Over the course of the last 39 months, a recurring theme in many of my friends and my conversations has been how we struggle to find our balance of keeping abreast of the news while maintaining our mental health. So much both does and does not happen in any given week, it’s hard to stay engaged. The biggest cliché of the past three years has been that this administration’s goal is to inundate us with so many appalling things that we become numb to the horror of it all. And then there are the days when another major news site, not having learned any lessons from 2016, spends an entire article with a clickbait headline up top to tell us it’s possible that Kamala Harris could potentially be thinking about just maybe endorsing Joe Biden, but actually she hasn’t said anything on this topic and doesn’t plan to any time soon (but hey that hasn’t ruled out the possibility of that Biden endorsement, right?).
Autostraddle’s political news roundup is a new weekly series where we will watch the world burn down together and try, in our way, to put out one small fire. This is a space where Autostraddle writers will come together to discuss the latest current events and why we think they’re important. Every Friday we’ll share the best articles we can find on the issues that have us most concerned for our communities and each other. Feel free to join the conversation in the comments with your thoughts and your own article recommendations.
Himani: Impeachment was the moment so many of us had been waiting for. Justice — to right the wrong committed three years ago and every single day since. But we all knew that impeachment wasn’t the end, that the best we could hope for was a Pence presidency (truly an alarming prospect), and with Mitch McConnell leading the Senate there was no hope for even that.
One week after his acquittal, Trump has ratcheted up the authoritarianism and the corruption. Last week he fired witnesses to the impeachment investigation, and earlier this week Bill Barr (his most compliant Attorney General) lightened the sentence against Roger Stone. Who is Roger Stone? Great question, I had to look him up, too. Stone was indicted in November for making false statements, obstruction of justice, and witness tampering related to the House’s investigation into Russian interference in the 2016 election. Simply put, Trump is going after people who aren’t loyal to him and bending the law to keep his convicted friends out of prison.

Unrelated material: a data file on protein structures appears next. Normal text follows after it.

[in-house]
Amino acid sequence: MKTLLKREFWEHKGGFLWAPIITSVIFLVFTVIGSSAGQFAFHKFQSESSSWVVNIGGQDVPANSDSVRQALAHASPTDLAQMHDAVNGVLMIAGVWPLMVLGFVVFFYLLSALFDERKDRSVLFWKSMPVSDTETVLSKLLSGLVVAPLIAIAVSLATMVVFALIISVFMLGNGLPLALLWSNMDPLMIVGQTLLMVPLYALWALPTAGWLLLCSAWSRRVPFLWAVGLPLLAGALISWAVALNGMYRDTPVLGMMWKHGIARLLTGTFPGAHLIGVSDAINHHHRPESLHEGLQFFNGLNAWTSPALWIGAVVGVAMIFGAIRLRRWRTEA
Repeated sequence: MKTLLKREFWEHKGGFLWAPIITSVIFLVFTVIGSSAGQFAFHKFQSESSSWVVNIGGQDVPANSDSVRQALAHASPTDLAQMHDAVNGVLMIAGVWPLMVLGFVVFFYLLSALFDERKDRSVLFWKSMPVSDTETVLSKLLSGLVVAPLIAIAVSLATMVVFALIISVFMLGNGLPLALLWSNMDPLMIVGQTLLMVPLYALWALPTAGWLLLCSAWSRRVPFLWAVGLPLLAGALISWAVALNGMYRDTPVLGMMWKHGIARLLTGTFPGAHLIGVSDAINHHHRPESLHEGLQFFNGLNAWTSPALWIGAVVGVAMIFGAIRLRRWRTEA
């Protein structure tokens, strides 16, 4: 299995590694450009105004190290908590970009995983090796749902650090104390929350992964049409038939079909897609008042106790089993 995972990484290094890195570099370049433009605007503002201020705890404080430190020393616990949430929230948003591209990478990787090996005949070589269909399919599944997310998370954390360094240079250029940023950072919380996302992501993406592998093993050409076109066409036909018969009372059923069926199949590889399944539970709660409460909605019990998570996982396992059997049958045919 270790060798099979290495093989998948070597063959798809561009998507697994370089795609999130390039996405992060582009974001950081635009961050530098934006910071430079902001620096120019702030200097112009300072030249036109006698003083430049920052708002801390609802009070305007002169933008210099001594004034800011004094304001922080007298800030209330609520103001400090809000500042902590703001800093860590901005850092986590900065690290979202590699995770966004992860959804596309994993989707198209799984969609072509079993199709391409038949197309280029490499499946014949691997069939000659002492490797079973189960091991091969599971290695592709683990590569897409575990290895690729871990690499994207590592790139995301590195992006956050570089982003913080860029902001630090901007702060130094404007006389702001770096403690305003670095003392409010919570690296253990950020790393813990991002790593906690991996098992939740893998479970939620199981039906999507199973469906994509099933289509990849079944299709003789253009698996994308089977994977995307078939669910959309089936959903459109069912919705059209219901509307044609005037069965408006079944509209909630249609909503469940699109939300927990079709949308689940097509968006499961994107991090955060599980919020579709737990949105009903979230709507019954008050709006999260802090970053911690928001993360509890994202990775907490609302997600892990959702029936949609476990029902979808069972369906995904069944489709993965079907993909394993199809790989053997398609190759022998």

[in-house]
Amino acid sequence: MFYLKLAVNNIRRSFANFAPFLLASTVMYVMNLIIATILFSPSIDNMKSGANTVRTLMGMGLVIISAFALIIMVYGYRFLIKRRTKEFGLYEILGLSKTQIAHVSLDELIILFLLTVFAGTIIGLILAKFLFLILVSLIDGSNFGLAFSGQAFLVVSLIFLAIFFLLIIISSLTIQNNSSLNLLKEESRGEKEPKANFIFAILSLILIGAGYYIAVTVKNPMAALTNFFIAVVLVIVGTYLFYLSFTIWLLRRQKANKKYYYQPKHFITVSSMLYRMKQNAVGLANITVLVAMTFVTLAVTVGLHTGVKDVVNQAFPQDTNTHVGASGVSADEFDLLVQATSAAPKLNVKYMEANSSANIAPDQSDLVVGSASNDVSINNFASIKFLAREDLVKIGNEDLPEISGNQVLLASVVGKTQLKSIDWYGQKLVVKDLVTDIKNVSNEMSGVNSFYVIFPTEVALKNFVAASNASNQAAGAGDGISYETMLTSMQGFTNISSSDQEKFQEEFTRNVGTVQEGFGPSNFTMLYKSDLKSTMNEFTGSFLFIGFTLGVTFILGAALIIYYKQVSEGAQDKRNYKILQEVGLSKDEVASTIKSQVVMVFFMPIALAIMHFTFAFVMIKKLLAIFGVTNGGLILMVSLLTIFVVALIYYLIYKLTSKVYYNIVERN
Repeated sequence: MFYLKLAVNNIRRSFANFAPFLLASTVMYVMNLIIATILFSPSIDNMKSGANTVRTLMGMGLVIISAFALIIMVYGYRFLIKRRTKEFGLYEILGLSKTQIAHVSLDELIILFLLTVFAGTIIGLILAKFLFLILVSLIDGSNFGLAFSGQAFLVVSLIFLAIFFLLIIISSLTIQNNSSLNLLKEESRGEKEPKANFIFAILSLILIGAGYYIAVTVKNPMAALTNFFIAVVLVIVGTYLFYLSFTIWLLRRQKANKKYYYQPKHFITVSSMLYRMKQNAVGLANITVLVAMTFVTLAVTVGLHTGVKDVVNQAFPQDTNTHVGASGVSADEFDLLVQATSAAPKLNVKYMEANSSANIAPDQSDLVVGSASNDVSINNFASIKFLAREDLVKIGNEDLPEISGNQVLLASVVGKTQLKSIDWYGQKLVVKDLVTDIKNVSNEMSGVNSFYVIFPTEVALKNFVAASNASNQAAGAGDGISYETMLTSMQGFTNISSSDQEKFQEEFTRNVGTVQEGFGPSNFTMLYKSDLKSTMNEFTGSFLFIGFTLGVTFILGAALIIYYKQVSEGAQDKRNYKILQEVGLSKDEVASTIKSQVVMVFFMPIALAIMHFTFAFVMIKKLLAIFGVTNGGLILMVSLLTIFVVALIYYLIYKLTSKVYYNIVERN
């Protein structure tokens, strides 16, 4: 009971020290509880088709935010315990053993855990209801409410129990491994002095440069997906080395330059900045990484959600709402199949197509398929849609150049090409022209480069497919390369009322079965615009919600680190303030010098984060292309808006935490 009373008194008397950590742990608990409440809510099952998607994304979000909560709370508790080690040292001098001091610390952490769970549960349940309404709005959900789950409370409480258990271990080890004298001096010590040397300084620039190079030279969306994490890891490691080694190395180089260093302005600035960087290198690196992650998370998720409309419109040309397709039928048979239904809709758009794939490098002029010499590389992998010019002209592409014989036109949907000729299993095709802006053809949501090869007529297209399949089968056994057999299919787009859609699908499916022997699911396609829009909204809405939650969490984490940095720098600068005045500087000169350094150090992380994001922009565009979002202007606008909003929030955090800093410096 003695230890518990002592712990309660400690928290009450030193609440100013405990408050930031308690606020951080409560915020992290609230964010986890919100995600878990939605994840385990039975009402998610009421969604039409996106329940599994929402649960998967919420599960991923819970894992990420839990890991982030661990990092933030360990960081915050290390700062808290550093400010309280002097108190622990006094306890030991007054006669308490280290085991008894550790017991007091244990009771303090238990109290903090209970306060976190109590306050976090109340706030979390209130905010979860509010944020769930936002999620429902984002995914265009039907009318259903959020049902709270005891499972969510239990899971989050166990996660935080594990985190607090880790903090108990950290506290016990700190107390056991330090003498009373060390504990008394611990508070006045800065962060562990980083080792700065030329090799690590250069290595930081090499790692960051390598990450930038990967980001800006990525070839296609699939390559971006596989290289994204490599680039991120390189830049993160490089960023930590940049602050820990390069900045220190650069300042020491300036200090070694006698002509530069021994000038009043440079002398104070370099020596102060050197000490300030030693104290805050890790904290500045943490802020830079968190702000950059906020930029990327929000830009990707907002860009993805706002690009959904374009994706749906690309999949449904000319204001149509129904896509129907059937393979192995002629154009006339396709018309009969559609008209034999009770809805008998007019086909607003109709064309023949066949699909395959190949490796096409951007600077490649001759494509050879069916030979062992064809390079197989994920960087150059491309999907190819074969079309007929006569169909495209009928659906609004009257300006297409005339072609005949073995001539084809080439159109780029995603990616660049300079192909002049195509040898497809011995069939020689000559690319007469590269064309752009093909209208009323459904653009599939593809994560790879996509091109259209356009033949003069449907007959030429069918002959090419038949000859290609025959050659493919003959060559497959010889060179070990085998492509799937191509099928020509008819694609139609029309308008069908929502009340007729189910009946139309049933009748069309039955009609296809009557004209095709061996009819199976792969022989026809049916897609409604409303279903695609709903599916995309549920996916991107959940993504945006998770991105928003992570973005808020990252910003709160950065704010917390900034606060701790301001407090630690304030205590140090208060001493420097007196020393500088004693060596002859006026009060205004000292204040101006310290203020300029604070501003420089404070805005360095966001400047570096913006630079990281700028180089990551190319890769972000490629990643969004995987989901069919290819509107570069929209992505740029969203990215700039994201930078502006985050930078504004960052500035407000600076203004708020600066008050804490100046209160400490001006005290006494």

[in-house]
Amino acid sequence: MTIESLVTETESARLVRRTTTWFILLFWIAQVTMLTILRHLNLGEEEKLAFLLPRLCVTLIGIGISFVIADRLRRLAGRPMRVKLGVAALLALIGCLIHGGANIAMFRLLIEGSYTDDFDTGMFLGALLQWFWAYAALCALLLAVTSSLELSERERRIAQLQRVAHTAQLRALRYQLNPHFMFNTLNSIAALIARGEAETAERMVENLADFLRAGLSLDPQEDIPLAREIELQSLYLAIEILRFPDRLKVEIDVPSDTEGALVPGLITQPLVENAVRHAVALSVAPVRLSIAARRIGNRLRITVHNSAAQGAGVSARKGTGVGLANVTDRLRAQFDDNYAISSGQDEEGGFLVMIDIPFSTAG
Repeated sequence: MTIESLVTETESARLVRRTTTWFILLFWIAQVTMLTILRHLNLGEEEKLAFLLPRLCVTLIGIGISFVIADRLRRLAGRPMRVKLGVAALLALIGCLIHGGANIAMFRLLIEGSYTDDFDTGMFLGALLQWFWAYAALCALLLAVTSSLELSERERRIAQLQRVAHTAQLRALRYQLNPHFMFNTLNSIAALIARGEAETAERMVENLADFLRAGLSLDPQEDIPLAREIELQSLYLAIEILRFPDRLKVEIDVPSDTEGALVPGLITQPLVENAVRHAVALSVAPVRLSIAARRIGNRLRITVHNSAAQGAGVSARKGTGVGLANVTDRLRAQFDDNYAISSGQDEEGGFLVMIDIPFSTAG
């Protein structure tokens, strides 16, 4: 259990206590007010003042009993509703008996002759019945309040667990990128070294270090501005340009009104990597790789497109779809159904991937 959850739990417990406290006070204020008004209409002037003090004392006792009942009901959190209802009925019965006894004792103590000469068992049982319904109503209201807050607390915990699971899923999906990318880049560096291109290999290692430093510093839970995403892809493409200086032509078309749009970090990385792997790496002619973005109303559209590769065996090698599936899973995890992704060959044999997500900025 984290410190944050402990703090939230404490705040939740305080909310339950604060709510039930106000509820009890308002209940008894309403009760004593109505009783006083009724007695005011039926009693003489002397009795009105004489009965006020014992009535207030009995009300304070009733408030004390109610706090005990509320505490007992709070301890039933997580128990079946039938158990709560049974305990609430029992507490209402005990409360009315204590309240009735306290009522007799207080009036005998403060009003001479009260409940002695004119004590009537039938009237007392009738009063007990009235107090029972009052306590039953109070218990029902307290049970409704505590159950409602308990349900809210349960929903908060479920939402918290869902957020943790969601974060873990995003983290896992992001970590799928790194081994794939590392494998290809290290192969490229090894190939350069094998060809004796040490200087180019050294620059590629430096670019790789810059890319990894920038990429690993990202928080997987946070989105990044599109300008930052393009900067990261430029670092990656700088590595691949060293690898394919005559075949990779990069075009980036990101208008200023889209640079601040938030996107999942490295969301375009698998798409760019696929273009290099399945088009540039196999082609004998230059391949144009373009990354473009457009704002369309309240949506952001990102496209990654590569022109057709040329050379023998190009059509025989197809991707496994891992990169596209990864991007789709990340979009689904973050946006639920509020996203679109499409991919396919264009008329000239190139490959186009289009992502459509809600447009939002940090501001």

It’s horrifying when I read about it and yet… I feel utterly numb to it all, which is exactly Zack Beauchamp’s point in this article. What’s happening is galling and somehow it feels removed from our lives. But it’s not. It’s this corruption that keeps Trump and the most craven parts of the Republican party in power to execute orders and impose laws that deny so many people’s humanity. Authoritarianism, after all, is both consolidating power and doing whatever the fuck you want with it.
Rachel: Months ago, Yvonne wrote for Autostraddle about what Trump’s border wall would destroy, including the grave sites of indigenous people of the area: “Trump’s border wall was proposed to go through [the 154-year-old Eli Jackson Cemetery], and with it came the possibility of exhuming graves and razing the cemetery. Tribal chairman Juan Mancias says he is distantly related to some buried in the cemetery and believes it contains unmarked graves of Indigenous people.” This week, the possibility of further violating the sovereignty and dignity of the US’s indigenous people in service of the border wall unfortunately became a reality — portions of the Organ Pipe Cactus National Monument were destroyed to make way for the US/Mexico border wall; it contains burial sites of the Tohono O’odham Nation, which was not consulted. It’s yet another harrowing example of the Trump administration’s M.O. of quietly invalidating laws meant to protect the rights and sovereignty of indigenous peoples in the US, as well as preserve land and ecological stability whenever convenient for them.